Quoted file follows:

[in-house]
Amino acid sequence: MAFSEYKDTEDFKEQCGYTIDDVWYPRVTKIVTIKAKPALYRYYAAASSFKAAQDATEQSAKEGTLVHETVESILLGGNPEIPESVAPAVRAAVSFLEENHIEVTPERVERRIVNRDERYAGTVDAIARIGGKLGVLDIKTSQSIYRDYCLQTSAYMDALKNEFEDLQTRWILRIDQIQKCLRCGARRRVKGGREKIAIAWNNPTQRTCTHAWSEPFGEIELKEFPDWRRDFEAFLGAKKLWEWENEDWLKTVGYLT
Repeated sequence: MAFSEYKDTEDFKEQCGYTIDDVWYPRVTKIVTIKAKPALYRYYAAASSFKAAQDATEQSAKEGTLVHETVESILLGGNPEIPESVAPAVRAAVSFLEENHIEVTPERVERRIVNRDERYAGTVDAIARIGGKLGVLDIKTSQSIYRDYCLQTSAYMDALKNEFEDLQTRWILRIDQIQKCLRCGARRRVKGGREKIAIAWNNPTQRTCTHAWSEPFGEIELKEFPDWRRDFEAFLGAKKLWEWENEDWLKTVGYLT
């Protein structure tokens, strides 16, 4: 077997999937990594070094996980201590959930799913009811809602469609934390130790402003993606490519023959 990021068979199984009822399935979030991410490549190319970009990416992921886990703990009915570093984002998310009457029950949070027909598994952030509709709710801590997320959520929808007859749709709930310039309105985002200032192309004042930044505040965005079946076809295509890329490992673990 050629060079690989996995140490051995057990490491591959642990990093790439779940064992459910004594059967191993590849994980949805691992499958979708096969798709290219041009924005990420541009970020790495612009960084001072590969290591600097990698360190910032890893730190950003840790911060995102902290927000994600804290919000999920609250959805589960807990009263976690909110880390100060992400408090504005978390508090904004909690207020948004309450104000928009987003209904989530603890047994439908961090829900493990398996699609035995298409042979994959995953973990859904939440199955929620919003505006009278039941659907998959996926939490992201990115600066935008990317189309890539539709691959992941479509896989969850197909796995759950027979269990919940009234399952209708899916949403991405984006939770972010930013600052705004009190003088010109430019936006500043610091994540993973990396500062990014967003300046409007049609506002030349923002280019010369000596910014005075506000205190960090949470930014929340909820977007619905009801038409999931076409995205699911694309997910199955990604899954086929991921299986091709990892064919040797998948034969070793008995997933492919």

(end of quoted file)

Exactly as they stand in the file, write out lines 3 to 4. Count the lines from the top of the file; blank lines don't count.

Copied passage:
Repeated sequence: MAFSEYKDTEDFKEQCGYTIDDVWYPRVTKIVTIKAKPALYRYYAAASSFKAAQDATEQSAKEGTLVHETVESILLGGNPEIPESVAPAVRAAVSFLEENHIEVTPERVERRIVNRDERYAGTVDAIARIGGKLGVLDIKTSQSIYRDYCLQTSAYMDALKNEFEDLQTRWILRIDQIQKCLRCGARRRVKGGREKIAIAWNNPTQRTCTHAWSEPFGEIELKEFPDWRRDFEAFLGAKKLWEWENEDWLKTVGYLT
């Protein structure tokens, strides 16, 4: 077997999937990594070094996980201590959930799913009811809602469609934390130790402003993606490519023959 990021068979199984009822399935979030991410490549190319970009990416992921886990703990009915570093984002998310009457029950949070027909598994952030509709709710801590997320959520929808007859749709709930310039309105985002200032192309004042930044505040965005079946076809295509890329490992673990 050629060079690989996995140490051995057990490491591959642990990093790439779940064992459910004594059967191993590849994980949805691992499958979708096969798709290219041009924005990420541009970020790495612009960084001072590969290591600097990698360190910032890893730190950003840790911060995102902290927000994600804290919000999920609250959805589960807990009263976690909110880390100060992400408090504005978390508090904004909690207020948004309450104000928009987003209904989530603890047994439908961090829900493990398996699609035995298409042979994959995953973990859904939440199955929620919003505006009278039941659907998959996926939490992201990115600066935008990317189309890539539709691959992941479509896989969850197909796995759950027979269990919940009234399952209708899916949403991405984006939770972010930013600052705004009190003088010109430019936006500043610091994540993973990396500062990014967003300046409007049609506002030349923002280019010369000596910014005075506000205190960090949470930014929340909820977007619905009801038409999931076409995205699911694309997910199955990604899954086929991921299986091709990892064919040797998948034969070793008995997933492919």